From New Kingdom times onward, portable barks, heavily gilded and fitted at prow and stern with emblems of the gods and supported by carrying poles, became the standard form of processional shrine, the best-known example being that of Amun-Re of Thebes. From reliefs dating between the early eighteenth dynasty and the Ptolemaic era, it is possible to trace the Amun bark's iconographic development. The earliest datable representation comes from the alabaster bark chapel of Amenhotpe I at Karnak, but it is possible that this form existed earlier. A fragmentary relief from the temple of Nebhepetre-Montuhotpe II at Deir el-Bahri shows its prow, but this relief is a post-Amarna restoration dating to the Ramessid period. Still, it is most likely a replacement of an original relief depicting the bark. A pair of reused blocks from Karnak depict the craft's prow and cabin shrine. These could belong to a monument of Amenhotpe I or to the twelfth dynasty, as they are similar in style to that found on reliefs on blocks of Senwosret I. The evidence is sketchy, but it is likely that Amun's processional bark existed in the Middle Kingdom, perhaps as early as the eleventh dynasty.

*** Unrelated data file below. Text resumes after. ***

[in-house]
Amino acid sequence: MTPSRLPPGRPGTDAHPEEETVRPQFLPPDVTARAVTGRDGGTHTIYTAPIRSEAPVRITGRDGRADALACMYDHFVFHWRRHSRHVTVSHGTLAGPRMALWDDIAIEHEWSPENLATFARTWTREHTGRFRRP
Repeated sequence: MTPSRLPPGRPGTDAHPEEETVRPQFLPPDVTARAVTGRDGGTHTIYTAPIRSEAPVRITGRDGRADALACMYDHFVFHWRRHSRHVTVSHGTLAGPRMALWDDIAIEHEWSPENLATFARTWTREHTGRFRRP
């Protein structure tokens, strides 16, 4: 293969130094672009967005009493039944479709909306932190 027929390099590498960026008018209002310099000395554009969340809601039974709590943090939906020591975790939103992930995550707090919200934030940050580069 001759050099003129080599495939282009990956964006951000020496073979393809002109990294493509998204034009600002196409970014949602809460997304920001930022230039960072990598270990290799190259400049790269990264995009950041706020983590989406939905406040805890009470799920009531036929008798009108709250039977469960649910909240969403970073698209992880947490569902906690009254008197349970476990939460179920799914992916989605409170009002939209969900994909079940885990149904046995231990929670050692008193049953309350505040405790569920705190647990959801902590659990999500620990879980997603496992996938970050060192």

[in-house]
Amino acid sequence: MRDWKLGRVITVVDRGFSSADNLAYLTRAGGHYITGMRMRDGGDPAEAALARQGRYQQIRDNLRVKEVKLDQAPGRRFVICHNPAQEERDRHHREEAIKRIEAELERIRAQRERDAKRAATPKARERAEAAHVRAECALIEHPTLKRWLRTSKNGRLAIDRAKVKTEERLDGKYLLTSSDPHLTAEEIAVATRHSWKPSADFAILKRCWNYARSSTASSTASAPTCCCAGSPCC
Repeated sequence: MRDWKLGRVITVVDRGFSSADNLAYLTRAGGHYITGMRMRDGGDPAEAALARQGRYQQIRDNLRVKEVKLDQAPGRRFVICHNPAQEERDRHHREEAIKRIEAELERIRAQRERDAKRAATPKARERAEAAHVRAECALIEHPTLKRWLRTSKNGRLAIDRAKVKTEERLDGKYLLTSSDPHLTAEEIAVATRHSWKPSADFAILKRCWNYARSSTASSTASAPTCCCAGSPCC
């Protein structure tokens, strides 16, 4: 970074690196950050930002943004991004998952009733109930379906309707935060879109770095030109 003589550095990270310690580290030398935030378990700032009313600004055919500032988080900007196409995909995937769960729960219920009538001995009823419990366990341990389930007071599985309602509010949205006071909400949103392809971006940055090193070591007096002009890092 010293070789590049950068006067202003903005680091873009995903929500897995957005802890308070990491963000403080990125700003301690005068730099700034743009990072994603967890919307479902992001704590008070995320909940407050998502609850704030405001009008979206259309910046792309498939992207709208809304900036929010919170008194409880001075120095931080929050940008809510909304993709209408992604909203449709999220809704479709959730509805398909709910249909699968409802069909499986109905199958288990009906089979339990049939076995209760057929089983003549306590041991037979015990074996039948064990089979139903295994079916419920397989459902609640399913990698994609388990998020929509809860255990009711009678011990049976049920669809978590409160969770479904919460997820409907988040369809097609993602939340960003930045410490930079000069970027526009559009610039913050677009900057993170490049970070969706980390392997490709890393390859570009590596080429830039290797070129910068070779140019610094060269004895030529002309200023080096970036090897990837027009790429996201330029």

Originally, the iconography of the vessel was simple; its slim hull was slightly upturned at prow and stern, each end having ram-headed figureheads with cobras emerging from their foreheads. The cabin, in the form of the Upper Egyptian pr-wr shrine, was decorated with a frieze of uraei along the top of its side panels, with two friezes of alternating pairs of ḏd and tἰt amulets below; the lower half was undecorated. The cabin was protected by a light canopy roof supported by poles. Otherwise, the decoration and fittings were quite sparse. A pair of oars and their steering columns had falcon-headed terminals. A sphinx on a standard was placed behind the prow.